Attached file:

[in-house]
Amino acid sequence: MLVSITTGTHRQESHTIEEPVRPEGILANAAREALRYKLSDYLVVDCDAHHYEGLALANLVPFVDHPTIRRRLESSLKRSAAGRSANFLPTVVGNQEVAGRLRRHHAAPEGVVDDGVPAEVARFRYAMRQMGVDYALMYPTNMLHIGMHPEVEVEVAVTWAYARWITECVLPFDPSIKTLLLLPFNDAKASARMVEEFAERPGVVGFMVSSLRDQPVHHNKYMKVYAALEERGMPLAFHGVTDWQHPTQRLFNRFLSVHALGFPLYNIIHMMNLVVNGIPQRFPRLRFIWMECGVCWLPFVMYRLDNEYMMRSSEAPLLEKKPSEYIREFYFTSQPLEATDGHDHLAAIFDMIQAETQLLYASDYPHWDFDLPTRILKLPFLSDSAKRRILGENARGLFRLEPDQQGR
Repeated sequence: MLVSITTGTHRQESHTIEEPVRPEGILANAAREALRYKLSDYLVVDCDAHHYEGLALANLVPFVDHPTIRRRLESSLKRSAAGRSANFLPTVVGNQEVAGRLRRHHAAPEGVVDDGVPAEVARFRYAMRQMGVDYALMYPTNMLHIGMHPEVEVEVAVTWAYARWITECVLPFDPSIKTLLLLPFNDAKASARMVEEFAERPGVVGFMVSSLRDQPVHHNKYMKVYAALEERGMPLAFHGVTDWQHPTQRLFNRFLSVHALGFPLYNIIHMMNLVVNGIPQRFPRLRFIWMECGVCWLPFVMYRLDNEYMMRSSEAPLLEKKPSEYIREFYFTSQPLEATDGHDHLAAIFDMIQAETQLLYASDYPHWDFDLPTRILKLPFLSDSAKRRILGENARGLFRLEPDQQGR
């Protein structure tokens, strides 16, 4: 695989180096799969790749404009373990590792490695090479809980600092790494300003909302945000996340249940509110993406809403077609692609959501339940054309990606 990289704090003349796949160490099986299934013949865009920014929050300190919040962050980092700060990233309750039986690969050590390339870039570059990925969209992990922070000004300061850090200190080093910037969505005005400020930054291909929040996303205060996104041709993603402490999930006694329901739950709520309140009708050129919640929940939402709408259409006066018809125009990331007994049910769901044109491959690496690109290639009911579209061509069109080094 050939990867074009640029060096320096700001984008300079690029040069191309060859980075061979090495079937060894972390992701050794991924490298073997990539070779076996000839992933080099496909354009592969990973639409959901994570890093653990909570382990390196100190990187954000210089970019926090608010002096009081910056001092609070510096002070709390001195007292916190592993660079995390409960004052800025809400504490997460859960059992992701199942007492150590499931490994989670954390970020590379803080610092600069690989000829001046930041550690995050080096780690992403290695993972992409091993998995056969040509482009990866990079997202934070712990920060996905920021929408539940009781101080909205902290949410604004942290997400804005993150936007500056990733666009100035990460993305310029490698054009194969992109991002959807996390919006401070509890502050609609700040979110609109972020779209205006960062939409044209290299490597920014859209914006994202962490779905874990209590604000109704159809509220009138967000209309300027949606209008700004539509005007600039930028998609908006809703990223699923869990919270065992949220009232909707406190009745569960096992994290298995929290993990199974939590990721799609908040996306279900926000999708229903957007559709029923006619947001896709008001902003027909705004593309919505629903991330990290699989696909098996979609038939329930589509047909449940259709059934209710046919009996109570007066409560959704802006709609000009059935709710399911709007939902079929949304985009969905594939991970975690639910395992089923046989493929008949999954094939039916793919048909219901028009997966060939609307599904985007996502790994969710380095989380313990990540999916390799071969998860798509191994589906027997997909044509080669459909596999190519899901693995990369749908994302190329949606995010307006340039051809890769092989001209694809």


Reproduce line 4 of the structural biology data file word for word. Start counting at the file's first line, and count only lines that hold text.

């Protein structure tokens, strides 16, 4: 695989180096799969790749404009373990590792490695090479809980600092790494300003909302945000996340249940509110993406809403077609692609959501339940054309990606 990289704090003349796949160490099986299934013949865009920014929050300190919040962050980092700060990233309750039986690969050590390339870039570059990925969209992990922070000004300061850090200190080093910037969505005005400020930054291909929040996303205060996104041709993603402490999930006694329901739950709520309140009708050129919640929940939402709408259409006066018809125009990331007994049910769901044109491959690496690109290639009911579209061509069109080094 050939990867074009640029060096320096700001984008300079690029040069191309060859980075061979090495079937060894972390992701050794991924490298073997990539070779076996000839992933080099496909354009592969990973639409959901994570890093653990909570382990390196100190990187954000210089970019926090608010002096009081910056001092609070510096002070709390001195007292916190592993660079995390409960004052800025809400504490997460859960059992992701199942007492150590499931490994989670954390970020590379803080610092600069690989000829001046930041550690995050080096780690992403290695993972992409091993998995056969040509482009990866990079997202934070712990920060996905920021929408539940009781101080909205902290949410604004942290997400804005993150936007500056990733666009100035990460993305310029490698054009194969992109991002959807996390919006401070509890502050609609700040979110609109972020779209205006960062939409044209290299490597920014859209914006994202962490779905874990209590604000109704159809509220009138967000209309300027949606209008700004539509005007600039930028998609908006809703990223699923869990919270065992949220009232909707406190009745569960096992994290298995929290993990199974939590990721799609908040996306279900926000999708229903957007559709029923006619947001896709008001902003027909705004593309919505629903991330990290699989696909098996979609038939329930589509047909449940259709059934209710046919009996109570007066409560959704802006709609000009059935709710399911709007939902079929949304985009969905594939991970975690639910395992089923046989493929008949999954094939039916793919048909219901028009997966060939609307599904985007996502790994969710380095989380313990990540999916390799071969998860798509191994589906027997997909044509080669459909596999190519899901693995990369749908994302190329949606995010307006340039051809890769092989001209694809």